- Many products have pre-set profit margins so you have no control over how much you make per sale
- Only get paid on payout days (usually once a month, sometimes with a payment threshold)
Society6 is the first POD marketplace I ever tried, and I really like them. They’re well known for their selection of unique home decor, and one of the only I’ve found that offers coffee tables and other pieces of actual furniture. If you make digital patterns, I highly recommend Society6 for the furniture alone. I’ve been using it since 2012 and most of my designs sell on prints, posters, framed artwork, and serving trays. They have sales pretty often, so you can promote your products on your blog or social media along with their sale codes.
Payout: 1st of each month via Paypal, no minimum
Margins: Set your own margins for wall art. You get 10% of the purchase price for all other products.
RedBubble is similar to Society6, but allows you to set your own margins for all of your products, not just a few of them. Their editor is easy to use for uploading your designs, with the option to repeat your design in a pattern, which is cool. You can also add background colors for each product, so you can make one file and add it to products in all sorts of color varieties.
Payout: 15th of each month via Paypal; $20 minimum
Margins: Set them to anything you want
CafePress is a popular choice for selling t-shirts because they’re so cheap (and they have lots of sales). I haven’t signed up yet so I don’t have personal experience with this one, but plan on taking advantage of their lawn signs for the 2020 election.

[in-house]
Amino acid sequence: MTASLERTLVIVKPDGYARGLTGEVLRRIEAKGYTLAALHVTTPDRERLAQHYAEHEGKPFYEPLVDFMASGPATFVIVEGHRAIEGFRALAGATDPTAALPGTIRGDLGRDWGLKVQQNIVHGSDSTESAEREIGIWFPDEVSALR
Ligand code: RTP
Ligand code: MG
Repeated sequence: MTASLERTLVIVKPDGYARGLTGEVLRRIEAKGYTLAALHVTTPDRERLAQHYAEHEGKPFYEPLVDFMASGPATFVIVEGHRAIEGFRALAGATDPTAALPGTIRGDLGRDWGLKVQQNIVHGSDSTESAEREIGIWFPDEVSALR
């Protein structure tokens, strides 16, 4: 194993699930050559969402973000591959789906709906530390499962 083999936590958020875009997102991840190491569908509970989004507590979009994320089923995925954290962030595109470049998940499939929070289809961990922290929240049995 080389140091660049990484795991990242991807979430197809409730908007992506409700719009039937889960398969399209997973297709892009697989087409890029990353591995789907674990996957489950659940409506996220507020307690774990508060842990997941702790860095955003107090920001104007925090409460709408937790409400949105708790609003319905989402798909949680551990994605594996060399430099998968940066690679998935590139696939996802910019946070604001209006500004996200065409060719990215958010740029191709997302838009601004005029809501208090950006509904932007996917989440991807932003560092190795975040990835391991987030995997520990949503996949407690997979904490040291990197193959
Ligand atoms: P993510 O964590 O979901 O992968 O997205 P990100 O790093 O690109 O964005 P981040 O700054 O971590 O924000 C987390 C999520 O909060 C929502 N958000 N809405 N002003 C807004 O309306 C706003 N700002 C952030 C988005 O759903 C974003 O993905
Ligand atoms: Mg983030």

Payout: Monthly via Paypal or check
Margins: 5-10% of the base price
Amazon Merch is the easiest way to sell Prime-eligible apparel on Amazon.com without setting up your own Amazon storefront (which personal experience has taught me is the biggest pain in the ass of all time). Sadly, Amazon Merch is ALSO a pain in the ass, but it does get your products on Amazon without the headache of an Amazon Seller Account and FBA (Fulfillment by Amazon, which requires sending them stock so your products are Prime eligible, which defeats the purpose of Print on Demand).
First, you have to apply to join the Amazon Merch marketplace. When you submit your application, they will give you an estimated wait time. I was accepted in June of 2019. They told me it would take about 2 weeks, but I was accepted within a week. It helps to have an existing store with a bunch of designs to show that you know what you’re doing and they’re not wasting spots on someone with no designs. By what I’ve seen, it’s extremely competitive.
Once you’re approved to set up a store, you only have a limited number of products you can upload per day and sell at a time. I’m still on the bottom tier, which allows me to upload one product a day and sell 10 products at a time. Once I make 25 sales I’ll unlock the ability to sell more. This is a true test of my patience because I have way more than 10 designs but I can’t upload them until I make 25 sales, which would be a lot easier to do if I could add. more. designs. *Sighs dramatically*
Payout: Monthly via bank transfer
Margin: Set whatever prices you want. I’m keeping mine pretty low until I make my first 25 sales and move up a tier.
I hope this helps make it easier for you to decide which print on demand service is right for you. Ready to open your own print-on-demand Etsy shop? Grab my step-by-step walkthrough here and you’ll have your store up and running in a weekend.